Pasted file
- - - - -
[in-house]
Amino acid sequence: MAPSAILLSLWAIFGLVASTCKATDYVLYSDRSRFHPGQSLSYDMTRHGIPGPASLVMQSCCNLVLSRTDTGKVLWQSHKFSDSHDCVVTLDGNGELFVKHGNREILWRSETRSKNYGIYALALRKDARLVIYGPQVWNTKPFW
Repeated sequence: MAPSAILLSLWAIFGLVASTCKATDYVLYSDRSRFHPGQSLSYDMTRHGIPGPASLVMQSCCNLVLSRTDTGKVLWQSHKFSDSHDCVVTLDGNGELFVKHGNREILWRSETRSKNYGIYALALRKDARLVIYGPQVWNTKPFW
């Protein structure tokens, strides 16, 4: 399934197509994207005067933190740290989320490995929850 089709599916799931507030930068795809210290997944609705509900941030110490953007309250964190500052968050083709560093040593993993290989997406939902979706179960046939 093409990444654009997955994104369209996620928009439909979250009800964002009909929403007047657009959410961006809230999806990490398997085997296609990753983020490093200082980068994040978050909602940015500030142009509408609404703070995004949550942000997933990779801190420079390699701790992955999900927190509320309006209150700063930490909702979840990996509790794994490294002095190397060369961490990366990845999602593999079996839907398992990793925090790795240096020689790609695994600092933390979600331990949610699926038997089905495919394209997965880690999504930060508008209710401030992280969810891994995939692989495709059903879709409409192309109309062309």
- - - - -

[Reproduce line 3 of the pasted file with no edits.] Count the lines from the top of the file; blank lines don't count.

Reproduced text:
Repeated sequence: MAPSAILLSLWAIFGLVASTCKATDYVLYSDRSRFHPGQSLSYDMTRHGIPGPASLVMQSCCNLVLSRTDTGKVLWQSHKFSDSHDCVVTLDGNGELFVKHGNREILWRSETRSKNYGIYALALRKDARLVIYGPQVWNTKPFW